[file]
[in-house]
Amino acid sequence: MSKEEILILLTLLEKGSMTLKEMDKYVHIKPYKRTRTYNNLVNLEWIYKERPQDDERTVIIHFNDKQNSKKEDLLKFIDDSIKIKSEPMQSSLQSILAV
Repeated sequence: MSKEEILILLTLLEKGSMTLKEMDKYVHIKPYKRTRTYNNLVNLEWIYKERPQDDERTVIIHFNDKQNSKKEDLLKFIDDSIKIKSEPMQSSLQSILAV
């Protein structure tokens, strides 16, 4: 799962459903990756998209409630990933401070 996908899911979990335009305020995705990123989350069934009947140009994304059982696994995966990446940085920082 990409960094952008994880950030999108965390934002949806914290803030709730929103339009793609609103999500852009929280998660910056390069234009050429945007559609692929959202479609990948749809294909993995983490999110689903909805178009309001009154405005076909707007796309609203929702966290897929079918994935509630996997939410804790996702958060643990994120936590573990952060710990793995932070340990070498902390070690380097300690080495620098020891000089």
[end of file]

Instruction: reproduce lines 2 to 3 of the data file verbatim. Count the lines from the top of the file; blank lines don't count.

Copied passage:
Amino acid sequence: MSKEEILILLTLLEKGSMTLKEMDKYVHIKPYKRTRTYNNLVNLEWIYKERPQDDERTVIIHFNDKQNSKKEDLLKFIDDSIKIKSEPMQSSLQSILAV
Repeated sequence: MSKEEILILLTLLEKGSMTLKEMDKYVHIKPYKRTRTYNNLVNLEWIYKERPQDDERTVIIHFNDKQNSKKEDLLKFIDDSIKIKSEPMQSSLQSILAV